Nigella's blondies for Diversnight 2017 - these were good (if I say so myself)
Nigella’s blondies for Diversnight 2017 – these were good (if I say so myself)

Is cake still a big part of Diversnight for you? What kind of cake did you have last year (if any)? We had blondies, which are chocolate brownies but made with white chocolate instead of dark chocolate.

Cake is still an essential part of Diversnight, and the Diversnight Team try to emphasize this as often as we can. On the first cake dive, Tone noticed how incredibly unifying a cake can be, so she kept inviting people to cake dives. The rest of Norway adopted this, and the tradition was born. By these cakes, people got to know one another, new friendships were established, and new buddy teams were formed. Cake proved to have a way more unifying effect than simply eating your food with others.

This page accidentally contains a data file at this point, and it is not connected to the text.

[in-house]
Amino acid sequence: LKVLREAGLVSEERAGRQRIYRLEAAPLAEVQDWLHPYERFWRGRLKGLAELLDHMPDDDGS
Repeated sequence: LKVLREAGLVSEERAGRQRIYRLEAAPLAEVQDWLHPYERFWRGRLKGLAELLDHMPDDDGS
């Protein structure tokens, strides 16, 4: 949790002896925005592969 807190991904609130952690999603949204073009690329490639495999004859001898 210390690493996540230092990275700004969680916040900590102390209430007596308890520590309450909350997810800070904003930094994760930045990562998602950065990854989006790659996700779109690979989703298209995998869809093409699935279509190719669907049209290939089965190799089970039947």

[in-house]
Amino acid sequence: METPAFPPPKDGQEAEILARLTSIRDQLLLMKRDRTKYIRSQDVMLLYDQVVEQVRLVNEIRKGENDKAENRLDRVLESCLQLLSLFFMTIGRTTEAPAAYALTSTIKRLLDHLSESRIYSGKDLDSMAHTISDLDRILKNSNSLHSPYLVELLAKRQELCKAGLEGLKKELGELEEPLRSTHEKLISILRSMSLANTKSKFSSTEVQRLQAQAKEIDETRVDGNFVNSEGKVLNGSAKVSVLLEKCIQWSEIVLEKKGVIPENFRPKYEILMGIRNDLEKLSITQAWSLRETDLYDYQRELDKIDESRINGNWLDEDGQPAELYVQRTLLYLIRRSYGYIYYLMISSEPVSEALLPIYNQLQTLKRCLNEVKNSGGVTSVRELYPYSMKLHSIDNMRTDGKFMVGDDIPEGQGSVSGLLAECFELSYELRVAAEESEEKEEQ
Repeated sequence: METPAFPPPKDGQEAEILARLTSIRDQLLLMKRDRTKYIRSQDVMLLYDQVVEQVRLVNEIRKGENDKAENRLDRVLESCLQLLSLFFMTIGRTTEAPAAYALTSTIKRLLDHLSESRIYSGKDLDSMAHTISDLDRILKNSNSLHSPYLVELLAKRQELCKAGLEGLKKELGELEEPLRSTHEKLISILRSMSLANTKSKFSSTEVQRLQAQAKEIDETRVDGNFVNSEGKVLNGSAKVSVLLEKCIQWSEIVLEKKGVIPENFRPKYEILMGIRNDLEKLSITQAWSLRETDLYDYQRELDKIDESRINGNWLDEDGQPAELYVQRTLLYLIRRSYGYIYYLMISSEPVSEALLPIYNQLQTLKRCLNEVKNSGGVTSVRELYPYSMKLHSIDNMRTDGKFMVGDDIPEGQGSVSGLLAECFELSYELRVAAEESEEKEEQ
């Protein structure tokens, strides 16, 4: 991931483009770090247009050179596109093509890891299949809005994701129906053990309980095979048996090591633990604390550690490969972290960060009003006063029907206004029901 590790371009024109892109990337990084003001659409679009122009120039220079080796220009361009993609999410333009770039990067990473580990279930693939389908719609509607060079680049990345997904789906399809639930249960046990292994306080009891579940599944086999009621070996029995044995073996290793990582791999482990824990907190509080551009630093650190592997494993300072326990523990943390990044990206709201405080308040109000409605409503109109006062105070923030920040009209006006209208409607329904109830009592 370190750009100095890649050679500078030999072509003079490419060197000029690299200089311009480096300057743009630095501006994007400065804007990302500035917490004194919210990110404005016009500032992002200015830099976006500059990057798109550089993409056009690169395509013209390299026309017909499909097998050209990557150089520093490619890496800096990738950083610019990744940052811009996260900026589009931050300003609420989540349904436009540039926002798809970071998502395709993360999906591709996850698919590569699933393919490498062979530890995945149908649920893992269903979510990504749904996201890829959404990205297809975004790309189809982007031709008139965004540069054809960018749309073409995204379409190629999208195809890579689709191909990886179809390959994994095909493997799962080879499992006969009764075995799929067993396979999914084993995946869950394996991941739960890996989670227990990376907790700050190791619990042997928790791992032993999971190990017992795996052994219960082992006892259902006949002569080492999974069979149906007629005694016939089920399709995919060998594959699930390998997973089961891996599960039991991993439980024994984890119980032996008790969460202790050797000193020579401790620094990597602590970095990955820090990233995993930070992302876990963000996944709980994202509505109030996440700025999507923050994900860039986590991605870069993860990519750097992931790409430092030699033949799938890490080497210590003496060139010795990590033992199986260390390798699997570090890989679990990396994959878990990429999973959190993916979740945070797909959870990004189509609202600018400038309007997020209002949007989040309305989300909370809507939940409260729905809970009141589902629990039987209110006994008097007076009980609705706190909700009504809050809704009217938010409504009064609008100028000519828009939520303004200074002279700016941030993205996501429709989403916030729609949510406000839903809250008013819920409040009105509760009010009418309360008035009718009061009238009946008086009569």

Again, speaking for my own club, last year we had a carrot cake with cream cheese frosting coloured ocean blue for the occasion and decorated with edible sea creature ornaments.

There is no special Diversnight cake, even though Tone has baked the same cake for years. The recipe was posted, by Tone, on the Diversnight facebook page, and on the website recently.

Is there anything that you want people to know about Diversnight, or any cool story you’d like to share?

Well, the story of Diversnight is cool by itself, and is covered by the article written by Tone herself on the website. We would like everyone to help us spread the word about Diversnight. We want Diversnight to keep living as a worldwide night dive, connecting people from the diving community all over the world through and the Diversnight facebook page.

Diversnight is a great way of showing the world that diving is a sport that can be enjoyed all hours of the day, all days of the week, all year round, even if you live in the cold north somewhere.

Through Diversnight, we all dive together, even if some are in Africa and others in Norway. The idea is to be together, have fun doing what you love, experience something together, and eat cake!